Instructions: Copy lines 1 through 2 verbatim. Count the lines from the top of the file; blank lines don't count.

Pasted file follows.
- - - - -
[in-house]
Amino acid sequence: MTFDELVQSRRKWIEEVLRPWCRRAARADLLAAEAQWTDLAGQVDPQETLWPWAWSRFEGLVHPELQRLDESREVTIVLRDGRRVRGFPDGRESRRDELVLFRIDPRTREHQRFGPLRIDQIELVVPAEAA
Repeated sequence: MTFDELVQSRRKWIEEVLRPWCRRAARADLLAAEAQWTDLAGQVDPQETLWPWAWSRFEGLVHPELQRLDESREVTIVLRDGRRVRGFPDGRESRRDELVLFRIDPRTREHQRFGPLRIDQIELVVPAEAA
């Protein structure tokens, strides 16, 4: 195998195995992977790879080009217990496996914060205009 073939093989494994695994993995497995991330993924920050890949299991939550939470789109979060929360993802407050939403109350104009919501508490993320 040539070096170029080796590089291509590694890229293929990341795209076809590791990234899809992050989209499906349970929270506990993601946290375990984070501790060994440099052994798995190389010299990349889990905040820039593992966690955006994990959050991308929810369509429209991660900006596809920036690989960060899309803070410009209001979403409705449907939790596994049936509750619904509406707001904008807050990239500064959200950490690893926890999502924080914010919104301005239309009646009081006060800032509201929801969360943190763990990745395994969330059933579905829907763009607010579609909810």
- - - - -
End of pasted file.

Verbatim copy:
[in-house]
Amino acid sequence: MTFDELVQSRRKWIEEVLRPWCRRAARADLLAAEAQWTDLAGQVDPQETLWPWAWSRFEGLVHPELQRLDESREVTIVLRDGRRVRGFPDGRESRRDELVLFRIDPRTREHQRFGPLRIDQIELVVPAEAA